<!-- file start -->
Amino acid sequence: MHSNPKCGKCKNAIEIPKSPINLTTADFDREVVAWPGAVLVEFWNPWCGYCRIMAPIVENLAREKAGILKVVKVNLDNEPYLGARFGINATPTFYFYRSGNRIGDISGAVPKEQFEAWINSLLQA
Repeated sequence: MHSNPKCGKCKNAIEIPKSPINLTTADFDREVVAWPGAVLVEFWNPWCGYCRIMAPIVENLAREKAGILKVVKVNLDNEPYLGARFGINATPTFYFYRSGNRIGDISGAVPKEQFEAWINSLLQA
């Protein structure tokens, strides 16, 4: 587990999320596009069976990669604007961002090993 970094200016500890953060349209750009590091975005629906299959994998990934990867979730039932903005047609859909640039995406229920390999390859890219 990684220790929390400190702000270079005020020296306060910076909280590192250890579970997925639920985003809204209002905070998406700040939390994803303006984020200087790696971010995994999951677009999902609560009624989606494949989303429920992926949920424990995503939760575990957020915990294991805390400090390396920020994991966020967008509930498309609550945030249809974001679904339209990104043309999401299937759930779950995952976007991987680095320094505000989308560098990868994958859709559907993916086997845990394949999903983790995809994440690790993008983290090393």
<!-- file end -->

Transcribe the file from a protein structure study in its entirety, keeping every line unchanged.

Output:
Amino acid sequence: MHSNPKCGKCKNAIEIPKSPINLTTADFDREVVAWPGAVLVEFWNPWCGYCRIMAPIVENLAREKAGILKVVKVNLDNEPYLGARFGINATPTFYFYRSGNRIGDISGAVPKEQFEAWINSLLQA
Repeated sequence: MHSNPKCGKCKNAIEIPKSPINLTTADFDREVVAWPGAVLVEFWNPWCGYCRIMAPIVENLAREKAGILKVVKVNLDNEPYLGARFGINATPTFYFYRSGNRIGDISGAVPKEQFEAWINSLLQA
């Protein structure tokens, strides 16, 4: 587990999320596009069976990669604007961002090993 970094200016500890953060349209750009590091975005629906299959994998990934990867979730039932903005047609859909640039995406229920390999390859890219 990684220790929390400190702000270079005020020296306060910076909280590192250890579970997925639920985003809204209002905070998406700040939390994803303006984020200087790696971010995994999951677009999902609560009624989606494949989303429920992926949920424990995503939760575990957020915990294991805390400090390396920020994991966020967008509930498309609550945030249809974001679904339209990104043309999401299937759930779950995952976007991987680095320094505000989308560098990868994958859709559907993916086997845990394949999903983790995809994440690790993008983290090393």